Ryan Schiller, BF ’21, is the creator of the campus app Librex, a discussion-based social media platform where all users remain anonymous. Only Yale students can join the app’s community. He and Arthur Azvolinsky, ES ’20, make up the team behind the app’s daily operations. Librex’s App Store description boasts, “We are democratizing college discourse.” YH Features editors, Elliot Lewis, BR ’22, and Macrina Wang, ES ’22, sat down with Schiller to contemplate questions of anonymity, content moderation, and the app’s various similarities to the controversial, now-defunct app Yik Yak.
EL: So what’s the backstory of Librex? What made you decide to create it?
RS: At the end of my sophomore year, I was reflecting on my time, and I felt isolated and alienated and just overall, with everything I said—I wondered, would I be judged for it? Is this something that would put my reputation at risk? And I felt like I might get judged for saying something. I would talk in class and people would come up to me and be like, “I felt the same thing but I wouldn’t have the nerve to say it.” Liberal arts education is really about saying what you’re thinking and learning and really delving into what’s true and discussing the uncomfortable issues. I wanted to create a space for that on Yale’s campus. And that’s why I created Librex.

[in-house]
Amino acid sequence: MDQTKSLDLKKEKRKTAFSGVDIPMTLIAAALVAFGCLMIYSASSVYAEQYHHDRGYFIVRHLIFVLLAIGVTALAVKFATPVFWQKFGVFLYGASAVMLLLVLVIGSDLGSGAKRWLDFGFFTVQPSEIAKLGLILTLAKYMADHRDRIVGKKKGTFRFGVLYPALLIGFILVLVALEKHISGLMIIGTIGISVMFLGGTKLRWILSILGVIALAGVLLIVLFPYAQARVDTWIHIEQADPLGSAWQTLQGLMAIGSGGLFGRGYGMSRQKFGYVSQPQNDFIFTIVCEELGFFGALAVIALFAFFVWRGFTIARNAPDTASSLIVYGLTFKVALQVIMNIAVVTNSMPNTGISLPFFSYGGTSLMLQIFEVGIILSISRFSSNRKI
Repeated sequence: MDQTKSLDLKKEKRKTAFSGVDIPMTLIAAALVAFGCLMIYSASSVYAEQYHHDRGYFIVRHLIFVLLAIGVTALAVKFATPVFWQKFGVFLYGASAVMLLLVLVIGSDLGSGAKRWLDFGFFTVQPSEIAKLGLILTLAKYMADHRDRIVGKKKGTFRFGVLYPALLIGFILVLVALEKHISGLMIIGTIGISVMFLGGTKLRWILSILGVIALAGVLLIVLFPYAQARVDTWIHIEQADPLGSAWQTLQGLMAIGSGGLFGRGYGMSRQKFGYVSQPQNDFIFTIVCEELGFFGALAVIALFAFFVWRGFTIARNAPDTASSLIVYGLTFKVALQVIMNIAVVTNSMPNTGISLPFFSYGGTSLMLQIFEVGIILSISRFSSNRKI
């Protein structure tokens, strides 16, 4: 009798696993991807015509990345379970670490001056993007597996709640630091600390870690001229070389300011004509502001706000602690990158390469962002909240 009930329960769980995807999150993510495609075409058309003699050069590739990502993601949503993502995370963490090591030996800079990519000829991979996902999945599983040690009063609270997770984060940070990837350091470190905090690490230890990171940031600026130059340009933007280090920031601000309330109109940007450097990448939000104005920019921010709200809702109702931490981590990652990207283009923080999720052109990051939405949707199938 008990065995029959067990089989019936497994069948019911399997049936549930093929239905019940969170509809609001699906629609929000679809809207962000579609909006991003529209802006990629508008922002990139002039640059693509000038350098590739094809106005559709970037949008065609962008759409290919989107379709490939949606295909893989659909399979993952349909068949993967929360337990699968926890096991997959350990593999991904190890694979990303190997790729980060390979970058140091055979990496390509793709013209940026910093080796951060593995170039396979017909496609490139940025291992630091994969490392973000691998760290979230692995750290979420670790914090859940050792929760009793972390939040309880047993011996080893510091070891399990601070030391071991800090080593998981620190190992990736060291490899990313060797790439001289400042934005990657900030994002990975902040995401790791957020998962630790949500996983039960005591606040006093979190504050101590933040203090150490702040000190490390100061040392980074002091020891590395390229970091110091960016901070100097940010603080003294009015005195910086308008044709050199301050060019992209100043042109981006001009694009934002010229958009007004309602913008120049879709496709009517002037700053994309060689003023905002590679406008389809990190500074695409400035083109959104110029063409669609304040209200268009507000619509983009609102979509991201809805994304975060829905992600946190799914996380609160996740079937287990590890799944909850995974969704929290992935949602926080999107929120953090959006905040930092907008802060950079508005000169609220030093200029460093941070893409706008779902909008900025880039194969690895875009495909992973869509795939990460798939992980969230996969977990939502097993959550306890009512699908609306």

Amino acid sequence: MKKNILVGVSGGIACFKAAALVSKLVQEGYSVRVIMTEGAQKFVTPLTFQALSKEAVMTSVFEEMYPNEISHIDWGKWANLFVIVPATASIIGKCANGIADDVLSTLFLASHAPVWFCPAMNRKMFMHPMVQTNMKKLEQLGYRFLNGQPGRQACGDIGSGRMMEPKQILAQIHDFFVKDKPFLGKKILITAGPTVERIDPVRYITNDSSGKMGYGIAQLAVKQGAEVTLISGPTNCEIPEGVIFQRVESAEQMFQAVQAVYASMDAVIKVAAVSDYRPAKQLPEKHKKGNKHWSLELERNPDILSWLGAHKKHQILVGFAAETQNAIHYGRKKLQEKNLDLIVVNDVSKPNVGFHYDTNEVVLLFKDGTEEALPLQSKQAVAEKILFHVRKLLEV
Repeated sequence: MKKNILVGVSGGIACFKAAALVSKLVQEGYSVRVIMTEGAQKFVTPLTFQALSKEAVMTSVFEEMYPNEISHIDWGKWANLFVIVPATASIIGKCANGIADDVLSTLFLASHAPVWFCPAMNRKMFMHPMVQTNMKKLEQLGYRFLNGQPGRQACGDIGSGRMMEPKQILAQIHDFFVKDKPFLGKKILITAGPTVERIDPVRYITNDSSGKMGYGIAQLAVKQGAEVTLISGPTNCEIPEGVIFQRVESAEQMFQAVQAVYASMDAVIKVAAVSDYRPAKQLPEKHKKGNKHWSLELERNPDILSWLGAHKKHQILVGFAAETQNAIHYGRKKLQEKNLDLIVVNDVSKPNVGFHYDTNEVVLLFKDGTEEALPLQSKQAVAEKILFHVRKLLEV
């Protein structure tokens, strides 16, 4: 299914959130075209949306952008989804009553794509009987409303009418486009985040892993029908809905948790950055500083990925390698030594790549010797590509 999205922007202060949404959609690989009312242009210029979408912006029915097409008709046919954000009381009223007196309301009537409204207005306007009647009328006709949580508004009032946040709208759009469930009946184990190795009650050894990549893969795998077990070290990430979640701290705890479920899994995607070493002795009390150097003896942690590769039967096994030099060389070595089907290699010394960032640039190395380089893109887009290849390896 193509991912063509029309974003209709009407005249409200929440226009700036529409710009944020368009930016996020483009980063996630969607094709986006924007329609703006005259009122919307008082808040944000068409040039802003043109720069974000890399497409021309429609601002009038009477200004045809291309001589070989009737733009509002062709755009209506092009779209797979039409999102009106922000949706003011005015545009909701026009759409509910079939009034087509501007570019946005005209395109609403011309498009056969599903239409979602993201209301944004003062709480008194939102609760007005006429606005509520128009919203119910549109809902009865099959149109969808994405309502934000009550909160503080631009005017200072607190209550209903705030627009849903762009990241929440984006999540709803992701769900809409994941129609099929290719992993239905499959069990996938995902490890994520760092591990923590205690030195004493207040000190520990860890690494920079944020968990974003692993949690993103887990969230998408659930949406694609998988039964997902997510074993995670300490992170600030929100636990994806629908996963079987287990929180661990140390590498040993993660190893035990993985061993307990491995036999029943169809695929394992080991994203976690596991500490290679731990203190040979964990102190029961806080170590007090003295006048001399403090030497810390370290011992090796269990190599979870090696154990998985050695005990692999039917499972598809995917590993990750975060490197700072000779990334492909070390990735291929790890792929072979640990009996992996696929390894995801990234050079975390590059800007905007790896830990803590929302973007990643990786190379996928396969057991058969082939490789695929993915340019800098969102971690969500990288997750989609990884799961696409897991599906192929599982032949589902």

MW: Could you elaborate on why you felt isolated?
RS: We kind of live in this culture: it’s a “cancel culture,” where you worry everything you say might be interpreted the wrong way. You feel like you’re still trying to flesh out your ideas about something and you’re just asking a question but you might be embarrassed, wondering whether somebody would think it’s not a good question. I thought it would be nice to have a space where the stakes were a little lower.
MW: You’re a Math and Global Affairs major. How did you get the technical background to create an app?